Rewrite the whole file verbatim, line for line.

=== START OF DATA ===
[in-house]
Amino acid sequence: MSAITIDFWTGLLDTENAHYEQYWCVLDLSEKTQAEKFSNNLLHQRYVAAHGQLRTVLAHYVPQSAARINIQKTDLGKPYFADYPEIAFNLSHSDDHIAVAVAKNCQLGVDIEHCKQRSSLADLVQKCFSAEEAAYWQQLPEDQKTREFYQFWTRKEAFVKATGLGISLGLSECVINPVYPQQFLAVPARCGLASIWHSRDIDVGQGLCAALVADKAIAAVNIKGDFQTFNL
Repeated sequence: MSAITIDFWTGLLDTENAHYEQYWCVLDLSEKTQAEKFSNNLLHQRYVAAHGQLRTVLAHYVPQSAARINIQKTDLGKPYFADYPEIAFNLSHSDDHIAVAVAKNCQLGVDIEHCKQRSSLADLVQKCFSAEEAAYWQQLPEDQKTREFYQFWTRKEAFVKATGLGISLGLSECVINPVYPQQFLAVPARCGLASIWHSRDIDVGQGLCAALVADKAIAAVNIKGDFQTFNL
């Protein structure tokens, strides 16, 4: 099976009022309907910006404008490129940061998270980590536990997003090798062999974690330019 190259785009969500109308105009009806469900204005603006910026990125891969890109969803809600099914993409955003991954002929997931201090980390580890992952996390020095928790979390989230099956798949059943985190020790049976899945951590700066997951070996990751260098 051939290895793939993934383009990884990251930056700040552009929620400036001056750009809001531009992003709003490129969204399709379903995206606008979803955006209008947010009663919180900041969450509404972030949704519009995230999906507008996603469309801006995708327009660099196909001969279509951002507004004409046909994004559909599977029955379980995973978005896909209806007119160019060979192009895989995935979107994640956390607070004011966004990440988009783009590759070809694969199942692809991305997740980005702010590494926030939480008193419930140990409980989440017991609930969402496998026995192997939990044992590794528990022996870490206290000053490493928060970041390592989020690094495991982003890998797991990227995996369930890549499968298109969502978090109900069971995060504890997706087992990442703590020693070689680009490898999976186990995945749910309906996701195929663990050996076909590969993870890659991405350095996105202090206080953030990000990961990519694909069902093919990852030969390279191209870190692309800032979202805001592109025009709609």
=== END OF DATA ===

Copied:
[in-house]
Amino acid sequence: MSAITIDFWTGLLDTENAHYEQYWCVLDLSEKTQAEKFSNNLLHQRYVAAHGQLRTVLAHYVPQSAARINIQKTDLGKPYFADYPEIAFNLSHSDDHIAVAVAKNCQLGVDIEHCKQRSSLADLVQKCFSAEEAAYWQQLPEDQKTREFYQFWTRKEAFVKATGLGISLGLSECVINPVYPQQFLAVPARCGLASIWHSRDIDVGQGLCAALVADKAIAAVNIKGDFQTFNL
Repeated sequence: MSAITIDFWTGLLDTENAHYEQYWCVLDLSEKTQAEKFSNNLLHQRYVAAHGQLRTVLAHYVPQSAARINIQKTDLGKPYFADYPEIAFNLSHSDDHIAVAVAKNCQLGVDIEHCKQRSSLADLVQKCFSAEEAAYWQQLPEDQKTREFYQFWTRKEAFVKATGLGISLGLSECVINPVYPQQFLAVPARCGLASIWHSRDIDVGQGLCAALVADKAIAAVNIKGDFQTFNL
């Protein structure tokens, strides 16, 4: 099976009022309907910006404008490129940061998270980590536990997003090798062999974690330019 190259785009969500109308105009009806469900204005603006910026990125891969890109969803809600099914993409955003991954002929997931201090980390580890992952996390020095928790979390989230099956798949059943985190020790049976899945951590700066997951070996990751260098 051939290895793939993934383009990884990251930056700040552009929620400036001056750009809001531009992003709003490129969204399709379903995206606008979803955006209008947010009663919180900041969450509404972030949704519009995230999906507008996603469309801006995708327009660099196909001969279509951002507004004409046909994004559909599977029955379980995973978005896909209806007119160019060979192009895989995935979107994640956390607070004011966004990440988009783009590759070809694969199942692809991305997740980005702010590494926030939480008193419930140990409980989440017991609930969402496998026995192997939990044992590794528990022996870490206290000053490493928060970041390592989020690094495991982003890998797991990227995996369930890549499968298109969502978090109900069971995060504890997706087992990442703590020693070689680009490898999976186990995945749910309906996701195929663990050996076909590969993870890659991405350095996105202090206080953030990000990961990519694909069902093919990852030969390279191209870190692309800032979202805001592109025009709609």